LETTER: Muslim concern
TELEVISION personality Sonia Kruger gave vent to the Islamisation of Australia on national TV two days ago and called for a halt Muslim immigration.
"I am concerned for my children's future," she said.
"And I believe a halt should be made to any more Muslim people coming to this country".
The Channel Nine board of directors and the management team nearly choked on their caviar and champagne lunch and went an into a dead faint.
"My god," they said when they had been revived with large doses of oxygen, "did she really say that on live TV. Not only is it politically incorrect, will we be branded racist. The prime minister might cancel our broadcasting licence. Oh woe is us, woe is us."
Meanwhile, in Canberra, politicians, led by Malcolm Turnbull, were jostling for space in the bomb-proof shelter under Parliament House to escape the fallout.
Except for a lone red-headed woman politician who sat in the empty parliament, painting her finger nails.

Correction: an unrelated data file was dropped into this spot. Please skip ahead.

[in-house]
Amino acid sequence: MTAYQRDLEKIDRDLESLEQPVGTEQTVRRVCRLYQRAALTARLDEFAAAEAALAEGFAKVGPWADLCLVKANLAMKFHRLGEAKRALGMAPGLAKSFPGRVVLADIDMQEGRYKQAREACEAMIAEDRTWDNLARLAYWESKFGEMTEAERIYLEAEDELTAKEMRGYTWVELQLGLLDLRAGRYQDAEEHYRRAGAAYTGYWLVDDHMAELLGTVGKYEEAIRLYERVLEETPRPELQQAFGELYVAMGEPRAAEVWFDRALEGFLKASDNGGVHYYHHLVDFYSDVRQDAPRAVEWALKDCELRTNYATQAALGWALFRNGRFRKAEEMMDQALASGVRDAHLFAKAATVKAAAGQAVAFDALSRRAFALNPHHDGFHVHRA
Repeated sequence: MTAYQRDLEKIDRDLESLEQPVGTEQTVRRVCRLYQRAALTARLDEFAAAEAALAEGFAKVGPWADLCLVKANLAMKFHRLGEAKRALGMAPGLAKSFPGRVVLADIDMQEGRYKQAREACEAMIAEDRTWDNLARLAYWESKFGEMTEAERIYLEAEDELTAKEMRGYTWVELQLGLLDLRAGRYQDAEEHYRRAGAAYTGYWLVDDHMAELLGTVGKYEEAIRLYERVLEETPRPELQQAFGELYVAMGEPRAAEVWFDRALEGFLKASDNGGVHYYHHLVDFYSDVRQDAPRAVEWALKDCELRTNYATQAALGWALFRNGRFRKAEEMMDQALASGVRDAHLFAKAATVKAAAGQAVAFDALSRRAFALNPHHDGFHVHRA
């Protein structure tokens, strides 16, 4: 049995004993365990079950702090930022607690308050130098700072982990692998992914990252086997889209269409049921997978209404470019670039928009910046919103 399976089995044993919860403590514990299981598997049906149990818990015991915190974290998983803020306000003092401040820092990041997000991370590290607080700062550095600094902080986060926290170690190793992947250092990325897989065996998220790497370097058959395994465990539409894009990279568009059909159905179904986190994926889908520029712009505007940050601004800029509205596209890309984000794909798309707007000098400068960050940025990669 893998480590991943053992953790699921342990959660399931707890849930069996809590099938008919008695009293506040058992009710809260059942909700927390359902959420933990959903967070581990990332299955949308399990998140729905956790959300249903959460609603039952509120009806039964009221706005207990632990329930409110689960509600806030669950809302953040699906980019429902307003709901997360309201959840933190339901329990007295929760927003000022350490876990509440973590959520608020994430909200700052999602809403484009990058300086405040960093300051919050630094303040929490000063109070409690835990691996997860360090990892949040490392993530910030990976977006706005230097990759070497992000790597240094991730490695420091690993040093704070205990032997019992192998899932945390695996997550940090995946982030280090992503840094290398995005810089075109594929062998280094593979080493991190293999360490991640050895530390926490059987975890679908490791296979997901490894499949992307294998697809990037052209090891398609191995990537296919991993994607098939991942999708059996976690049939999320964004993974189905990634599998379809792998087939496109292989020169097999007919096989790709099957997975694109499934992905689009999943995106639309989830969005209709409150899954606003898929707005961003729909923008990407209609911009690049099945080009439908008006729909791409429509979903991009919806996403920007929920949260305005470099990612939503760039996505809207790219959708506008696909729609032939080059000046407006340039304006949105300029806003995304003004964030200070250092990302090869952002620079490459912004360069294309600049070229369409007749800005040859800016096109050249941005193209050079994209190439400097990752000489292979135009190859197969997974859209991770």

She had a satisfied smile on her face and was humming the song "there's a hole in the bucket dear Liza, dear Liza".
The phonelines between Canberra and Channel Nine ran hot.
A voice from the seat of power said, "I don't care how you fix it, just fix it".
"But how', squeaked Channel Nine, "we've got tens of thousands of people supporting her".
"I don't care, just fix it."
The phone was slammed down
A day went past as they grappled with the problem.
Then a thought bubble lit up over someone's head and he said, "I've got it. Why don't we blame her medications? They made her say what she did."
Someone else said, "Is that possible? Does she even take medication?"
"Shut up you idiot. If we can get them watching stupid cooking shows we can sell them on this."
They applauded one another, calling out "brilliant idea, absolutely brilliant'"
The next day, the online satirical news service, (SBS) reported Sonia Kruger as saying she didn't know what came over her when she made those remarks.
"I can only put it down to the medication I've been taking," she said.
"I think there's a substance in it that makes people say intolerant things."
The conclusion from all of this is that the company which makes this drug must be making a fortune in sales considering the hundreds of thousands of Australians who make, intolerant remarks like Ms Kruger's every day.